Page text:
SALEM, Ohio – Heads or tails?
Dairy farmers use more than just a simple flip of the coin to decide whether to dock their herd’s tails. But just because a recent study questioned its merits, doesn’t mean farmers are listening.
A recent University of Wisconsin-Madison study found that tail docking has no significant effect on milk quality, somatic cell count or udder and leg cleanliness.
Stark County dairyman Mike Yoder is skeptical. He’s been docking tails for six years and, although he hasn’t noticed an effect on somatic cell count or infection, he says there’s a definite difference in cow cleanliness.
The cows’ udders and legs are much cleaner since he’s started docking, plus it saves time cleaning them in the parlor, Yoder said.
This cleanliness factor was the main reason he started docking tails in his 165-head herd, and so far, it’s worked: His rolling herd average is 22,465 pounds and he’s one of the top herds in his county.
Rightful reason. Docking tails to keep the cows cleaner is legitimate reasoning, according to David Wolfgang, vet scientist with Penn State.
“Dirty cows are more likely to have mastitis because they are harder to clean in the parlor,” he said.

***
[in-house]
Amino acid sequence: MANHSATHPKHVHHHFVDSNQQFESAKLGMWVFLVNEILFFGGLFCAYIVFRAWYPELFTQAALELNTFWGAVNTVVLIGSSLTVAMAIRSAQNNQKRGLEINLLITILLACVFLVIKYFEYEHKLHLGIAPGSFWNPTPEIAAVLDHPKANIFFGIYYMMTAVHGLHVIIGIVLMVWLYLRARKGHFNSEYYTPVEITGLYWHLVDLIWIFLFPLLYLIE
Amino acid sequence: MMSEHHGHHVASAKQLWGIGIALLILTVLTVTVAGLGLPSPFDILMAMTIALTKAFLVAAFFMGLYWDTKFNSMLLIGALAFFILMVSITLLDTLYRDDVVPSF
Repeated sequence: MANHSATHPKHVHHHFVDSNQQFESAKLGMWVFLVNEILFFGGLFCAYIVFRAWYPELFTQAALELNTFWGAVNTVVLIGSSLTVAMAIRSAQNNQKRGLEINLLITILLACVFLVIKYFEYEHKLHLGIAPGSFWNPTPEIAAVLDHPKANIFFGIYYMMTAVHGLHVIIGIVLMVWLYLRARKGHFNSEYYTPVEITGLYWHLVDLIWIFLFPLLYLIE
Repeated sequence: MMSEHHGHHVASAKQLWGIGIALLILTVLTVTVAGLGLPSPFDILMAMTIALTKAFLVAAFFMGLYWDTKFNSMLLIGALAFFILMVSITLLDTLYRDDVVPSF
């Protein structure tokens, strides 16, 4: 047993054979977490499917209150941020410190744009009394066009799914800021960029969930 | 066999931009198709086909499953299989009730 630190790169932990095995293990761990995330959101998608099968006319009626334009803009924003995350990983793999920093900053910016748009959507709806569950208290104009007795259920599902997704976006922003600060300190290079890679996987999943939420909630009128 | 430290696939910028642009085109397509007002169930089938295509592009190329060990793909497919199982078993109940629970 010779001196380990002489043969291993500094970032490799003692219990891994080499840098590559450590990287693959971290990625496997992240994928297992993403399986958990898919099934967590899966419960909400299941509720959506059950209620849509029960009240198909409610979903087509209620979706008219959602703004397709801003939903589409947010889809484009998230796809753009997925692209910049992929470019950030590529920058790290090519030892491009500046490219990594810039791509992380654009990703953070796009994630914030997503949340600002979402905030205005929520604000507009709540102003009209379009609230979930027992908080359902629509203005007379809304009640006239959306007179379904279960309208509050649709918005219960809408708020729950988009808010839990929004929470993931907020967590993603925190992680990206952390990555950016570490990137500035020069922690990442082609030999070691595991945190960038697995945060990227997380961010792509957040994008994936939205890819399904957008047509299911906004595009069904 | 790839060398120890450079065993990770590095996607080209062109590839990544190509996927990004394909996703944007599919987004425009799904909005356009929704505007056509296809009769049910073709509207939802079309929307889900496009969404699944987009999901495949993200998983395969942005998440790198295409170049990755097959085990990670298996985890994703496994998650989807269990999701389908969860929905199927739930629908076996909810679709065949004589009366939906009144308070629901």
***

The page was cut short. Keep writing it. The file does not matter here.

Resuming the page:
“If the cattle can be managed and are clean with their tail, then I would recommend they not be docked,” Wolfgang said. “Conversely, in most dairies, cows are cleaner with docked tails and, in nearly all cases, cleaner is better.”
Wet alleys. The problem is that many cows in freestall barns are lying with their tails sitting out in a wet alley. The manure and dirt in the alley transfers from the tail to the rear legs and udder.
This is where problems can start, because manure and dirty udders are related to environmental mastitis, Wolfgang said.
Because of this, Wolfgang said many farmers with freestall barns are docking tails.
In addition, with the tails gone, farmers aren’t getting backhanded by manure-covered tail switches while they’re milking.
Study background. Researchers Daniel Schreiner and Pamela Ruegg took 1,250 lactating dairy cows from eight Wisconsin farms and broke them into two groups – docked and undocked.
Milk samples, somatic cell counts and hygiene scores were collected for eight to nine months.
According to Journal of Dairy Science, researchers found no significant difference between the two groups in somatic cell count, milk quality, or udder or leg hygiene that could be attributed to tail docking.
How it works. Young calves’ tails are usually docked by placing a rubber ring around the top of the tail. Typically 4-5 inches of the tail remains.
According to Wolfgang’s research of several studies, “if docked properly, cattle show minimal or no effect in behavior and stress factors.
“They do switch their tails more post-docking but milk yield and stress hormone levels are not different than undocked animals.
“[There's] some evidence to indicate that docking tails in calves is the least stressful and has the least side effects.”